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Illinois (/ˌɪləˈnɔɪ/ (About this soundlisten) IL-ə-NOY) is a state in the Midwestern and Great Lakes regions of the United States. It has the fifth largest gross domestic product (GDP), the sixth largest population, and the 25th largest land area of all U.S. states. Illinois has been noted as a microcosm of the entire United States. With Chicago in northeastern Illinois, small industrial cities and immense agricultural productivity in the north and center of the state, and natural resources such as coal, timber, and petroleum in the south, Illinois has a diverse economic base, and is a major transportation hub. Chicagoland, Chicago's metropolitan area, encompasses over 65% of the state's population. The Port of Chicago connects the state to international ports via two main routes: from the Great Lakes, via the Saint Lawrence Seaway, to the Atlantic Ocean and from the Great Lakes to the Mississippi River, via the Illinois Waterway to the Illinois River. The Mississippi River, the Ohio River, and the Wabash River form parts of the boundaries of Illinois. For decades, Chicago's O'Hare International Airport has been ranked as one of the world's busiest airports. Illinois has long had a reputation as a bellwether both in social and cultural terms and, through the 1980s, in politics.

The capital of Illinois is Springfield, which is located in the central part of the state. Although today's Illinois' largest population center is in its northeast, the state's European population grew first in the west as the French settled the vast Mississippi of the Illinois Country of New France. Following the American Revolutionary War, American settlers began arriving from Kentucky in the 1780s via the Ohio River, and the population grew from south to north. In 1818, Illinois achieved statehood. Following increased commercial activity in the Great Lakes after the construction of the Erie Canal, Chicago was founded in the 1830s on the banks of the Chicago River at one of the few natural harbors on the southern section of Lake Michigan. John Deere's invention of the self-scouring steel plow turned Illinois's rich prairie into some of the world's most productive and valuable farmland, attracting immigrant farmers from Germany and Sweden. The Illinois and Michigan Canal (1848) made transportation between the Great Lakes and the Mississippi River valley faster and cheaper, and new railroads carried immigrants to new homes in the country's west and shipped commodity crops to the nation's east. The state became a transportation hub for the nation.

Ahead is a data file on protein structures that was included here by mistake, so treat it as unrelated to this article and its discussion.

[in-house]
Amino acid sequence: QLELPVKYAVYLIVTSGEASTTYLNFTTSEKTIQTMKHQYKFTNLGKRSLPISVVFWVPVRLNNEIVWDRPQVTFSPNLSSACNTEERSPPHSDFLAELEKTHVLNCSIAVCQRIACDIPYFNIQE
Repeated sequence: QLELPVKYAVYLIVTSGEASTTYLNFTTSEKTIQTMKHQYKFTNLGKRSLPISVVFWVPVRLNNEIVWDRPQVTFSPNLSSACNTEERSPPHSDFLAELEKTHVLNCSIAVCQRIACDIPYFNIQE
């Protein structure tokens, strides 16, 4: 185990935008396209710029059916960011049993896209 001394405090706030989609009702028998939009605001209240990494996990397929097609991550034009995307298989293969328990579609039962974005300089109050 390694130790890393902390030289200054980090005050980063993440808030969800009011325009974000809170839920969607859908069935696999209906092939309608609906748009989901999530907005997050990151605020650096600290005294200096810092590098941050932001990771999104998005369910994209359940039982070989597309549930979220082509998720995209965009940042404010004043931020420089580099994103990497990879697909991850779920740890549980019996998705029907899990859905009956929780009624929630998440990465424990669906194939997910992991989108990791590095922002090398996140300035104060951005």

Selected article

Some of the graves in the burial ground pre-date the 1874 Friends meeting house.

The Benjaminville Friends Meeting House and Burial Ground is a Friends Meeting House of the Religious Society of Friends (Quakers), located north of the rural village of Holder in McLean County, Illinois. It was once the site of a now-defunct village called Benjaminville, founded in 1856 after Quakers settled the area. More Quakers followed, and the burial ground, then the current meeting house in 1874, were constructed. This site, listed on the U.S. National Register of Historic Places since 1983, is all that remains of that village.

The burial ground preceded the meeting house, as the site was home to another meeting house that was constructed in 1859. The Benjaminville Meeting House represents a well-constructed example of Quaker meeting house architecture and contains within its design many of the major elements associated with the style. It is unique in that it allowed both male and female friends to worship together in the same room. The burial ground, however, maintains a strict separation, not by gender but by religious affiliation; there are three sections, one for Quakers, one for non-Quakers, and one for distant relatives of both. (Read more...)

Selected biography

Henry Darger ( c. April 12, 1892 – April 13, 1973) was a reclusive American writer and artist who worked as a hospital custodian in Chicago. He has become famous for his posthumously discovered 15,145-page, single-spaced fantasy manuscript called The Story of the Vivian Girls, in What is Known as the Realms of the Unreal, of the Glandeco-Angelinian War Storm, Caused by the Child Slave Rebellion, along with several hundred drawings and watercolor paintings illustrating the story. The visual subject matter of his work ranges from idyllic scenes in Edwardian interiors and tranquil flowered landscapes populated by children and fantastic creatures, to scenes of horrific terror and carnage depicting young children being tortured and massacred. Much of his artwork is mixed media with collage elements. Darger's artwork has become one of the most celebrated examples of outsider art. (Read more...)

Did you know...

12-1257-miniatures-chandelier-chicago-museum-art.jpg
Spot-winged Glider - Pantala hymenaea, Bles Park, Ashburn, Virginia - 7680788092.jpg
  • ... that Chicago alderman Dorsey Crowe survived falling 800 feet (240 m) from a plane and being thrown through the roof of a car?
  • ... that the spot-winged glider (pictured) is a migratory dragonfly?



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